This article was originally published in the 1985 January/February issue of UltraRunning Magazine
by Bernd Heinrich
In 1976 Joan Ullyot, M.D., the “running doctor” from San Francisco, wrote an influential little book titled Women’s Running. In it she claimed that although men have more speed and are better sprinters, women are biologically better endurance runners than men. This claim received much coverage by the national media, and it is still commonly accepted by many as fact. The logic of the claim is simple: beyond 30 kilometers glycogen reserves become exhausted (Costill, 1976) and since distance runners burn fat and women have more fat than men, women will be better at longer distances.
I decided to examine the question whether women are superior distance runners by consulting the world records. (I assume that the world records give close to the best human performance under ideal conditions.) In order to make comparisons more valid I used records set on the track to eliminate possible uneven performances due to grade (such as the net 490 foot drop at the Boston Marathon) and potential aiding by wind (70% chance at Boston). If women have a relative advantage over men at longer distances, then the longer the distance the closer the best female performance should be to the best male performance.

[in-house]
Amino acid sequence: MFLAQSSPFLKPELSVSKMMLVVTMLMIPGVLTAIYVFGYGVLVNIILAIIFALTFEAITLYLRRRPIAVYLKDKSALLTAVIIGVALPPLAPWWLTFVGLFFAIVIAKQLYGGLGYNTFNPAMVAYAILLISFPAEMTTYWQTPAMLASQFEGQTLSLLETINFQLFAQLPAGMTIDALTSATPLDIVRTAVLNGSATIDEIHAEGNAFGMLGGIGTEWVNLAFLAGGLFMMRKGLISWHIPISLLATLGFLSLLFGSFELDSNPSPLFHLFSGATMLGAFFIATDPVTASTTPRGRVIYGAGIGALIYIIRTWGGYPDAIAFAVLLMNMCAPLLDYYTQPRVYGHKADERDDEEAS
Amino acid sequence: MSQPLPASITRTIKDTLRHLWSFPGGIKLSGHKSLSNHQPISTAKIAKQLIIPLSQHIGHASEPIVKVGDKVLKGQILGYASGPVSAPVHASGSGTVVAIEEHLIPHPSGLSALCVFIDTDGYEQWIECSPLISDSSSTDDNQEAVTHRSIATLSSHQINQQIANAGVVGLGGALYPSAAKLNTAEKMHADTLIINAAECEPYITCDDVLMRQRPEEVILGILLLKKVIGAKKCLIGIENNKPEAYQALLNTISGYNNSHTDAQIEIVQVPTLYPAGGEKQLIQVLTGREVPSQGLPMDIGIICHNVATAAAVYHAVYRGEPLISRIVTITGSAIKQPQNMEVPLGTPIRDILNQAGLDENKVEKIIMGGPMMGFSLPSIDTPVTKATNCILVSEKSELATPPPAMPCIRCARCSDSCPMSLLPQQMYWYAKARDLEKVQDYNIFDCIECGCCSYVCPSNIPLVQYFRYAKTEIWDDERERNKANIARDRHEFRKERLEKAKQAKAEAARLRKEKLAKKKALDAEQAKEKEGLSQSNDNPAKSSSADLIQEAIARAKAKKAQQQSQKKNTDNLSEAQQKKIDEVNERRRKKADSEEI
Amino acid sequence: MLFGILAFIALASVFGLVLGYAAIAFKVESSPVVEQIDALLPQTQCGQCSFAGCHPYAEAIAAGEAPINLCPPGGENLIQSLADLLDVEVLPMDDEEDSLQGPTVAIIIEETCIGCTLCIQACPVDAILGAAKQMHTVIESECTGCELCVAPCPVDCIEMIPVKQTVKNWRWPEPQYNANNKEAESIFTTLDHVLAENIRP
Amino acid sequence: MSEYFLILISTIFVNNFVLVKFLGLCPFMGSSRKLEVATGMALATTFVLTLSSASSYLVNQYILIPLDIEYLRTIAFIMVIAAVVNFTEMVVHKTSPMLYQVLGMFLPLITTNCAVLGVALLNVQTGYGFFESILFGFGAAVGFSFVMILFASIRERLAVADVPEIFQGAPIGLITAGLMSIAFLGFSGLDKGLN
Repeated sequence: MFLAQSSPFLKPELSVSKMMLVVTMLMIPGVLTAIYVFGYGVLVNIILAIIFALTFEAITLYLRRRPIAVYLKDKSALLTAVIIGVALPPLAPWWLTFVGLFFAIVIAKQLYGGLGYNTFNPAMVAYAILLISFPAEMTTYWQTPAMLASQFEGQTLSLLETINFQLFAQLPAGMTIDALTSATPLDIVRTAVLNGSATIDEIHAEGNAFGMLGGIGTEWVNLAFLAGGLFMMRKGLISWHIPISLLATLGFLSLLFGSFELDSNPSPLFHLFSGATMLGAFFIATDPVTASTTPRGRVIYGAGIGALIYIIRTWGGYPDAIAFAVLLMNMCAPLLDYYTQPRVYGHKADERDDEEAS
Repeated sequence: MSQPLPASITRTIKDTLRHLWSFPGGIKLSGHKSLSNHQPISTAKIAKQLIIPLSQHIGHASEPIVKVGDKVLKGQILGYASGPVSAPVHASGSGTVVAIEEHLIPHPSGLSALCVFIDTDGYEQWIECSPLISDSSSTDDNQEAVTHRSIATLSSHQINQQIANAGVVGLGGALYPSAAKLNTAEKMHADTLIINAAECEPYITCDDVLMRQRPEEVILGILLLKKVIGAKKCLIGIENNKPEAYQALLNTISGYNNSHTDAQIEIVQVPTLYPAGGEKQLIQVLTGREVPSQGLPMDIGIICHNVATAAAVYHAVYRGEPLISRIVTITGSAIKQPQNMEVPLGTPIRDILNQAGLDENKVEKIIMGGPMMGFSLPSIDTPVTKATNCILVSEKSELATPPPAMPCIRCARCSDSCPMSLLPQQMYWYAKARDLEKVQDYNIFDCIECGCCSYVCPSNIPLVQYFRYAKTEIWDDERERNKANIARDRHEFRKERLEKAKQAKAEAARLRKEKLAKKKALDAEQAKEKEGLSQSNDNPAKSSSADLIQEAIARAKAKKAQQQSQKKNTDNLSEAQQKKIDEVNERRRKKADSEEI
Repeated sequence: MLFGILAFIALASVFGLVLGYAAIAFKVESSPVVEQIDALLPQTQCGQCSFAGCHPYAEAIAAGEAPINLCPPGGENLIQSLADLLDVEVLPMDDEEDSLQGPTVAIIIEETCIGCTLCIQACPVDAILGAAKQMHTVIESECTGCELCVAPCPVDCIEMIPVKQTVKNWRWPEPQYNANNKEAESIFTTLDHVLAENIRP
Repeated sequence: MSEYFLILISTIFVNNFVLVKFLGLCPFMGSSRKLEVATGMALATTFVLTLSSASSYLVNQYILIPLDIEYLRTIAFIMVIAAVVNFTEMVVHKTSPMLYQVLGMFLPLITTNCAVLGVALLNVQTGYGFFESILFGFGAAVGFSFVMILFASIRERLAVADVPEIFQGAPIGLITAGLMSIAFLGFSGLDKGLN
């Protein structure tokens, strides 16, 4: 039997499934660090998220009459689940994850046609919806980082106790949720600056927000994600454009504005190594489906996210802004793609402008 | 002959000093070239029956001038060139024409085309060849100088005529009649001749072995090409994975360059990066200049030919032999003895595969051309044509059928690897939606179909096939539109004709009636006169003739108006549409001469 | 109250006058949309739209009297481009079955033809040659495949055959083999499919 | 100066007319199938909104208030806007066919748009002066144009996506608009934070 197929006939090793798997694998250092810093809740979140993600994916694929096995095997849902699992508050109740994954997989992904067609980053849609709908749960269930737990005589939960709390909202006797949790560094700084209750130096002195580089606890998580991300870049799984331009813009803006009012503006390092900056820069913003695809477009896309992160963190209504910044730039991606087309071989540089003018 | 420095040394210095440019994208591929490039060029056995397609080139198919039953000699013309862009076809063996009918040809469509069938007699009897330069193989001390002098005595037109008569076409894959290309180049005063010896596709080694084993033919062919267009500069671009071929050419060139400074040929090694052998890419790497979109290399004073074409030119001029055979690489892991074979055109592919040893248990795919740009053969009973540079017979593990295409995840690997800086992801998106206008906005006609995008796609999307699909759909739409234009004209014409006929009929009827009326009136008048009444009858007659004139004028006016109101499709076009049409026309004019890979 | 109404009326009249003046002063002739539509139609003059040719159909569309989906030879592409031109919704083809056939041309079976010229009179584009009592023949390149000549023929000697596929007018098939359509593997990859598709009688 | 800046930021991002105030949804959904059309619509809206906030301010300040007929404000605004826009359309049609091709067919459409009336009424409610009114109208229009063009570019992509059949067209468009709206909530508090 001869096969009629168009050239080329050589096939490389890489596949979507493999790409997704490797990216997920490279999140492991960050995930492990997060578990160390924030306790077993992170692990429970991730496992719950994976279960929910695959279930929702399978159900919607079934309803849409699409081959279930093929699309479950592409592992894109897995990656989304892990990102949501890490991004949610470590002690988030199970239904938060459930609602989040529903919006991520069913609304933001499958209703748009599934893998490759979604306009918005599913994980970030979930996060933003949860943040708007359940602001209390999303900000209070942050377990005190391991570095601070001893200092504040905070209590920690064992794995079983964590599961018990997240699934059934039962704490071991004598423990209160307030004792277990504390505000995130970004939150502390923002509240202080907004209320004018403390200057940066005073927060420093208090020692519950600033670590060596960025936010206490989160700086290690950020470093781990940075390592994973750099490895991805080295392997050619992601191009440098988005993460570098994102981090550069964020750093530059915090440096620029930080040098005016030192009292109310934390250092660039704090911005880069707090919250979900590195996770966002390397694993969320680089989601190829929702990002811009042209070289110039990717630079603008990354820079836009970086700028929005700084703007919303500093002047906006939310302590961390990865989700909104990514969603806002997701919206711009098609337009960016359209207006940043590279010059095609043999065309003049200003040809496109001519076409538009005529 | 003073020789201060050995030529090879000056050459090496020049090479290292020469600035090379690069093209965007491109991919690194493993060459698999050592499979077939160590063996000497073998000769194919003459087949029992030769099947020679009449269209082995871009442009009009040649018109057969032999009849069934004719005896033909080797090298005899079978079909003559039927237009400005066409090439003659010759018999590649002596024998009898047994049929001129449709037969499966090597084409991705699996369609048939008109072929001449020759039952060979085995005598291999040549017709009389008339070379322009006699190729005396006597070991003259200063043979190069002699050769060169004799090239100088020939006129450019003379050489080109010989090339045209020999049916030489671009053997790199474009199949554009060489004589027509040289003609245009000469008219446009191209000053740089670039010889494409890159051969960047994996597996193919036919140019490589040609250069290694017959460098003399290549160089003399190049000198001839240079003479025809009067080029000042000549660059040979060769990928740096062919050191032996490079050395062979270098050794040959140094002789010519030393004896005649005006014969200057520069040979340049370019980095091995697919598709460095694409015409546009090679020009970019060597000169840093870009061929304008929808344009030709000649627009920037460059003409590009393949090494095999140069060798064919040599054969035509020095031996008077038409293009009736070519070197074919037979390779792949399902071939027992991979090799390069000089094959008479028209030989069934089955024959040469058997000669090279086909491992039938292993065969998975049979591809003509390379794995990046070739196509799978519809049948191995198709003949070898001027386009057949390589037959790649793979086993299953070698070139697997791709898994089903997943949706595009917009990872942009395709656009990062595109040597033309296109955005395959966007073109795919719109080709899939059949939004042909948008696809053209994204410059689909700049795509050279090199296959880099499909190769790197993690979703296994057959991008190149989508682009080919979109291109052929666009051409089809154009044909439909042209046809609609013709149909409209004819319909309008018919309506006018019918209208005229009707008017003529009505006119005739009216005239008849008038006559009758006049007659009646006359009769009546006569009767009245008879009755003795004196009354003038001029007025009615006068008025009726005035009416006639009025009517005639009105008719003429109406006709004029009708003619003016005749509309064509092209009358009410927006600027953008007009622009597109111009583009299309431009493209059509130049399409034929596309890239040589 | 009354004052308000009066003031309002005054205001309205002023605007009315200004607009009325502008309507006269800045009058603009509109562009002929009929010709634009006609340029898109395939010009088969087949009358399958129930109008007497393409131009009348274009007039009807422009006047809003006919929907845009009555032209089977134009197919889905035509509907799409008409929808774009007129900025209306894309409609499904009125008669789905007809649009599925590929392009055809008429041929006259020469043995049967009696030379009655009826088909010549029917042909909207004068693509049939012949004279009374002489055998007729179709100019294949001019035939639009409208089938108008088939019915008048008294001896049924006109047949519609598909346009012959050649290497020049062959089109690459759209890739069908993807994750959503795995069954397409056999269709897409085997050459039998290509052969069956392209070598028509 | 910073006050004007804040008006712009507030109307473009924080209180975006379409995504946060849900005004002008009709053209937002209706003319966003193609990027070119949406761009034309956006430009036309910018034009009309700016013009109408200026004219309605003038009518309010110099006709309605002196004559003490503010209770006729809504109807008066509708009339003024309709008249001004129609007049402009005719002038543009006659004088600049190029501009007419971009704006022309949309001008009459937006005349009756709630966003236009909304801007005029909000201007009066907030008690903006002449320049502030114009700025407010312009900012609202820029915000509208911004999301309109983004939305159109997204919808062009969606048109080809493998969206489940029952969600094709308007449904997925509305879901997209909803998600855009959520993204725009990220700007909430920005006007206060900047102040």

The results are opposite to what is predicted: the longer the distance, the greater the relative difference between male and female performance. On average, the fastest males cover distances from 50 yards to 100 miles 9% faster than the fastest females. However. at distances between 400 meters and 2 km, males are 11% to 16% faster than women, and from 50 km t.o 250 km, the male advantage has increased to over 30% (figure 1).
In order to gain some insight. into why males are relatively more favored over females at longer distances, I plotted the average running speeds of records set by both males and females as a function of distance (using a logarithmic scale for distance). As everyone would expect, average running speed decreases with distance. Nothing new here. The patterns of decrease, however, may be instructive. They tell us something not only about the reason for the male advantage. but also something about ultrarunning in general.